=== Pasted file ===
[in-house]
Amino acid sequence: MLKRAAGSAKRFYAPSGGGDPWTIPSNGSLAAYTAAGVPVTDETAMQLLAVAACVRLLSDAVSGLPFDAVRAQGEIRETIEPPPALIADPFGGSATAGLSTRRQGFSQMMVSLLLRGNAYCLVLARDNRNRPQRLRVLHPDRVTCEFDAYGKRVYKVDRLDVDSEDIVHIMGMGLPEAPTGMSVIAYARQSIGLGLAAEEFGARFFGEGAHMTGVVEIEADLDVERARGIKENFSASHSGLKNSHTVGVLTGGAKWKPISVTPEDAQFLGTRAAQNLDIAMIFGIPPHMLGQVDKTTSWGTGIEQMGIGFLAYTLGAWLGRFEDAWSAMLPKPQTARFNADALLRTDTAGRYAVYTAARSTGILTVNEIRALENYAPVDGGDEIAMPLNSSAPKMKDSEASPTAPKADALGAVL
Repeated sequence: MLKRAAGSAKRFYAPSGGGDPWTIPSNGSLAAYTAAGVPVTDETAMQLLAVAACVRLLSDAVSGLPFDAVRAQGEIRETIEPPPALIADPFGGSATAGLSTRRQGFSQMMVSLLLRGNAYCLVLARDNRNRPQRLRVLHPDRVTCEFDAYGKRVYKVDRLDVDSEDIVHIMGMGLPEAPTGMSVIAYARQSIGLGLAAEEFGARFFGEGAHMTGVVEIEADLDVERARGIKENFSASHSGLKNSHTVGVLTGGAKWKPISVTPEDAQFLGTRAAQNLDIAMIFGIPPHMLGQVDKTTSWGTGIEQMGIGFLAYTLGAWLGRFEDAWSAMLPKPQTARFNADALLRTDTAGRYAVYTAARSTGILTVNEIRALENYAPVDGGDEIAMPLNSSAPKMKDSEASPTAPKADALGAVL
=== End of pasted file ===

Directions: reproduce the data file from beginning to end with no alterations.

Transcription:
[in-house]
Amino acid sequence: MLKRAAGSAKRFYAPSGGGDPWTIPSNGSLAAYTAAGVPVTDETAMQLLAVAACVRLLSDAVSGLPFDAVRAQGEIRETIEPPPALIADPFGGSATAGLSTRRQGFSQMMVSLLLRGNAYCLVLARDNRNRPQRLRVLHPDRVTCEFDAYGKRVYKVDRLDVDSEDIVHIMGMGLPEAPTGMSVIAYARQSIGLGLAAEEFGARFFGEGAHMTGVVEIEADLDVERARGIKENFSASHSGLKNSHTVGVLTGGAKWKPISVTPEDAQFLGTRAAQNLDIAMIFGIPPHMLGQVDKTTSWGTGIEQMGIGFLAYTLGAWLGRFEDAWSAMLPKPQTARFNADALLRTDTAGRYAVYTAARSTGILTVNEIRALENYAPVDGGDEIAMPLNSSAPKMKDSEASPTAPKADALGAVL
Repeated sequence: MLKRAAGSAKRFYAPSGGGDPWTIPSNGSLAAYTAAGVPVTDETAMQLLAVAACVRLLSDAVSGLPFDAVRAQGEIRETIEPPPALIADPFGGSATAGLSTRRQGFSQMMVSLLLRGNAYCLVLARDNRNRPQRLRVLHPDRVTCEFDAYGKRVYKVDRLDVDSEDIVHIMGMGLPEAPTGMSVIAYARQSIGLGLAAEEFGARFFGEGAHMTGVVEIEADLDVERARGIKENFSASHSGLKNSHTVGVLTGGAKWKPISVTPEDAQFLGTRAAQNLDIAMIFGIPPHMLGQVDKTTSWGTGIEQMGIGFLAYTLGAWLGRFEDAWSAMLPKPQTARFNADALLRTDTAGRYAVYTAARSTGILTVNEIRALENYAPVDGGDEIAMPLNSSAPKMKDSEASPTAPKADALGAVL